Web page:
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Radio and Red-zone

A knock on the door proved to be a reporter and photographer from RNZ National.  This morning’s ‘Press’ told us that Regenerate Christchurch expect to have a draft plan for the Avon Loop area by the end of this year.  RNZ wanted comment from a local, had been told that my landline was dead, so they came calling.  We walked round to the beginning of the red zone where they interviewed me (as Chairperson of the Avon Loop Planning Association), and took a photo.  I asked when it might be broadcast and was told it would be on ‘Checkpoint’ this evening.

Later I contacted our Association Secretary to alert her to the possibility of Checkpoint, and she told me I had featured on the 1pm News.  It hadn’t occurred to me to listen, but I did catch the 3pm News, and heard my name mentioned.  I was also briefly on ‘Checkpoint’, and people have told me they heard it.  We now just await some word from Regenerate Christchurch.

“They say a plan there soon will be
let’s hope they consult you and me.”

 

Digital Detox Dominates

Our internet access disappeared early yesterday afternoon.  Woe!  No e-mail, no blog, no Facebook, no Wordscraper!  I tried everything I could think of – switched the modem off and on several times, rebooted the p.c., but no luck.  I went to phone my IT support person, and realised the telephone landline wasn’t working either.  I then used my cellphone to contact Vodafone who tried several things, including getting me to plug the modem into a different phone jack, but again no luck.  They told me that they would send a technician within 48 hours, and I resigned myself to an involuntary digital detox.  This was one occasion when I almost (but not quite) wished that I had a smartphone.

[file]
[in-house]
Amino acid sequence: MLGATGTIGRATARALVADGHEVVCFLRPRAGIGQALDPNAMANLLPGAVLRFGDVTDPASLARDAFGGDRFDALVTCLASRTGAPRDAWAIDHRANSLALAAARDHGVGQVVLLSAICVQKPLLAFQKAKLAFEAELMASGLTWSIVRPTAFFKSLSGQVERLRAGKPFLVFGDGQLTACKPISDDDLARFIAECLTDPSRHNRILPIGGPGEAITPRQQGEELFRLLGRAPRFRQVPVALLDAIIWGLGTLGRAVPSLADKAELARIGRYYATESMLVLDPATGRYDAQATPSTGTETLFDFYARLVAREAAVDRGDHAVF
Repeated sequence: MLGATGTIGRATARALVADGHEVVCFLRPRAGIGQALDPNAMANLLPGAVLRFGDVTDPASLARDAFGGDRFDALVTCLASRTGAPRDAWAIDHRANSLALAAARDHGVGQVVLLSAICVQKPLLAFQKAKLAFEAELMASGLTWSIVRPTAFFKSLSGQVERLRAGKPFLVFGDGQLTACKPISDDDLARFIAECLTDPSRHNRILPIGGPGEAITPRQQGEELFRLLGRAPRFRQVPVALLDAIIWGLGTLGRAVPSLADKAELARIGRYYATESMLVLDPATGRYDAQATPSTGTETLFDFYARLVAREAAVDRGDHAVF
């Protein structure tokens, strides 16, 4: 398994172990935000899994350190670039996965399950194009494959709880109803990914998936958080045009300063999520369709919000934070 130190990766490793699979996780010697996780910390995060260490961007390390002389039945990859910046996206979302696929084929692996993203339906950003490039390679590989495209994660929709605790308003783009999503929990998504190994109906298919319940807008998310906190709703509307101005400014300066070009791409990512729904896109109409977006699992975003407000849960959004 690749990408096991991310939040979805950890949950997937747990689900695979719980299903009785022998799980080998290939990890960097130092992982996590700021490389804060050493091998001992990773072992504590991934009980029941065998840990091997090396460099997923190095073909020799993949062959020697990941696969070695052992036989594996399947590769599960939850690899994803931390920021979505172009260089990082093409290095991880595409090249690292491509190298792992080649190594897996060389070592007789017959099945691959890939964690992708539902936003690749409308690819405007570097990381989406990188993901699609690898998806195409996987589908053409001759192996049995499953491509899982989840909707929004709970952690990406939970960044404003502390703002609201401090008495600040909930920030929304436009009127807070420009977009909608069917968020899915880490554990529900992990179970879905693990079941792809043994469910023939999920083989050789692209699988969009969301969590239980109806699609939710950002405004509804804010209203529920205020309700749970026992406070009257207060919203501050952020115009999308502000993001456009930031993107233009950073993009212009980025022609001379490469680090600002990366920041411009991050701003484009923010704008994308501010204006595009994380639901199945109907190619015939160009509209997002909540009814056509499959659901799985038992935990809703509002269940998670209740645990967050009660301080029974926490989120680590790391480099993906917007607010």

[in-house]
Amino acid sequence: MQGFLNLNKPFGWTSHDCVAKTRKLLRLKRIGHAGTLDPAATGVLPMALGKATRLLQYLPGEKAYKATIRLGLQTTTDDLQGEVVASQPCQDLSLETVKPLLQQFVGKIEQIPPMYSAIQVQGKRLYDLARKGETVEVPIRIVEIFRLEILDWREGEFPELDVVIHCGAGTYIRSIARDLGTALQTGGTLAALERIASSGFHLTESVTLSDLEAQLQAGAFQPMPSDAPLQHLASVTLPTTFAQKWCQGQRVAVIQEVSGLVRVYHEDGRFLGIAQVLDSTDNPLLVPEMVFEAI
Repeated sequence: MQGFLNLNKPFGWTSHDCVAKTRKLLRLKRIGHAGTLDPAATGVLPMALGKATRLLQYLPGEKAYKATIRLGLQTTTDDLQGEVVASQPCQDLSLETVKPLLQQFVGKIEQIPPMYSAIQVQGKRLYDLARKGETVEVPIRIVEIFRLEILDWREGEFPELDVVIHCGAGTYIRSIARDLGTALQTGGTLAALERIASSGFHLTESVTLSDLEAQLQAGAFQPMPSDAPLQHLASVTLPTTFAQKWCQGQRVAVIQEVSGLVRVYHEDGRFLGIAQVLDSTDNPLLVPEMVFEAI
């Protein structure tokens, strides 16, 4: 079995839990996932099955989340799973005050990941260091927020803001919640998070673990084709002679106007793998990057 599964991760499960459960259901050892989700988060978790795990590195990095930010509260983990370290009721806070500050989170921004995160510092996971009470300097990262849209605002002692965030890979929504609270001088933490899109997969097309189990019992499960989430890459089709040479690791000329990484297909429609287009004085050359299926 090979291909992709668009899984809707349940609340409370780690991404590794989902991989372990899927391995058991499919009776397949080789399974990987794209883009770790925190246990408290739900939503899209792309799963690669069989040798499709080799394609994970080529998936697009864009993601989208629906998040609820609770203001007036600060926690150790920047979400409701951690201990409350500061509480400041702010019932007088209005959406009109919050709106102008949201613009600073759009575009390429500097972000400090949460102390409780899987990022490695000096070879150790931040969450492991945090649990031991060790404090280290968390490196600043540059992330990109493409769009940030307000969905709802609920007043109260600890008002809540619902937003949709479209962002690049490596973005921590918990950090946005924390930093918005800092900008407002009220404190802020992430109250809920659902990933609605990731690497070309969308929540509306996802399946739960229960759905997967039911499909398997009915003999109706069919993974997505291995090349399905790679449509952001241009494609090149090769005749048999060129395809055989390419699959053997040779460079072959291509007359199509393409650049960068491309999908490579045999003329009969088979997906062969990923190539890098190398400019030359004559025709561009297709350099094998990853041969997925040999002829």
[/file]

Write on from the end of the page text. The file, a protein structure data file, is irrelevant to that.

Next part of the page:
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After my play reading group this morning I took my tablet to the library, and used their Wifi to check e-mail messages.  Just before 3pm the landline phone rang!  I hastened to answer, and the technician informed me that our connection had been put onto the wrong port – there was a ‘wrong tracing in the exchange’ which had now been corrected.  At least there was no cost to us as there would have been if the fault was at our place.  I didn’t think to ask for a day’s discount on my Vodafone bill.  We are both relieved to once again be connected after a 26 hour digital detox.

“The ‘net connects us with the world
but sometimes it all comes uncurled.”

Botanic Bellbird

On a drizzly morning the New Zealand section of the Christchurch Botanic Gardens was alive with birdsong.  I managed to record the bellbird.

kakabeak-smallAnyone who says the native plants of Aotearoa lack colour needs to view this magnificent kakabeak.

“The bellbird singing loud and clear
unseen, must have been very near.”

 

 

Women’s Music

What a great evening’s entertainment it was at the Christchurch Folk Music Club’s celebration of NZ Women First in the World.  Such a treat to hear women’s music, and all in aid of the Women’s Centre.  First Judi Smitheram sang, then Sue Galvin and Jane Edmed.

Judi Smitheram accompanied by Mary & Melanie

Judi Smitheram accompanied by Mary & Melanie

 

Sue Galvin & Jane Edmed